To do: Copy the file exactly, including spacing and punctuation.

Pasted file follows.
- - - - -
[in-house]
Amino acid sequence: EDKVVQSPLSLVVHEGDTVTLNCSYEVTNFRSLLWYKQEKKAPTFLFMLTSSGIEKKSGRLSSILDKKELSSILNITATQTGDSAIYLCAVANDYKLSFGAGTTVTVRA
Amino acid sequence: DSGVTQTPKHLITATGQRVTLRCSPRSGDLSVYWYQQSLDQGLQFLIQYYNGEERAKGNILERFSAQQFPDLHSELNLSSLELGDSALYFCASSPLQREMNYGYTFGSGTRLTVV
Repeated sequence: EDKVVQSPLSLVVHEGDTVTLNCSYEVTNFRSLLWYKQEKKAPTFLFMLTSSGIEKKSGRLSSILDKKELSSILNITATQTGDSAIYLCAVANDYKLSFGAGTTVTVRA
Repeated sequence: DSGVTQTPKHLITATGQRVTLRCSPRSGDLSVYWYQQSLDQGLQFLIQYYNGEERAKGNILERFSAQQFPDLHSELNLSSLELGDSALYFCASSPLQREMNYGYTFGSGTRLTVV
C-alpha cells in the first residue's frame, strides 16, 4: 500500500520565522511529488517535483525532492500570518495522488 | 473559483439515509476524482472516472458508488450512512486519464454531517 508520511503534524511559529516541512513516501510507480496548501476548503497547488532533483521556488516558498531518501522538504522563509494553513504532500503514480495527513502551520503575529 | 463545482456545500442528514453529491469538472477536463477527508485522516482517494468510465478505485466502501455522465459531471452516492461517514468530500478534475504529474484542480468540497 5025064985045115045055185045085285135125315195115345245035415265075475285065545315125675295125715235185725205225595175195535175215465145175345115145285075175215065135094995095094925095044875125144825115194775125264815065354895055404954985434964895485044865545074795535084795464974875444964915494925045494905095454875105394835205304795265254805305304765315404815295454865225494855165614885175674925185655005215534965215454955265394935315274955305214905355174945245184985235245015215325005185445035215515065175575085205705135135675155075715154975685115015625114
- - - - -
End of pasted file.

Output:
[in-house]
Amino acid sequence: EDKVVQSPLSLVVHEGDTVTLNCSYEVTNFRSLLWYKQEKKAPTFLFMLTSSGIEKKSGRLSSILDKKELSSILNITATQTGDSAIYLCAVANDYKLSFGAGTTVTVRA
Amino acid sequence: DSGVTQTPKHLITATGQRVTLRCSPRSGDLSVYWYQQSLDQGLQFLIQYYNGEERAKGNILERFSAQQFPDLHSELNLSSLELGDSALYFCASSPLQREMNYGYTFGSGTRLTVV
Repeated sequence: EDKVVQSPLSLVVHEGDTVTLNCSYEVTNFRSLLWYKQEKKAPTFLFMLTSSGIEKKSGRLSSILDKKELSSILNITATQTGDSAIYLCAVANDYKLSFGAGTTVTVRA
Repeated sequence: DSGVTQTPKHLITATGQRVTLRCSPRSGDLSVYWYQQSLDQGLQFLIQYYNGEERAKGNILERFSAQQFPDLHSELNLSSLELGDSALYFCASSPLQREMNYGYTFGSGTRLTVV
C-alpha cells in the first residue's frame, strides 16, 4: 500500500520565522511529488517535483525532492500570518495522488 | 473559483439515509476524482472516472458508488450512512486519464454531517 508520511503534524511559529516541512513516501510507480496548501476548503497547488532533483521556488516558498531518501522538504522563509494553513504532500503514480495527513502551520503575529 | 463545482456545500442528514453529491469538472477536463477527508485522516482517494468510465478505485466502501455522465459531471452516492461517514468530500478534475504529474484542480468540497 5025064985045115045055185045085285135125315195115345245035415265075475285065545315125675295125715235185725205225595175195535175215465145175345115145285075175215065135094995095094925095044875125144825115194775125264815065354895055404954985434964895485044865545074795535084795464974875444964915494925045494905095454875105394835205304795265254805305304765315404815295454865225494855165614885175674925185655005215534965215454955265394935315274955305214905355174945245184985235245015215325005185445035215515065175575085205705135135675155075715154975685115015625114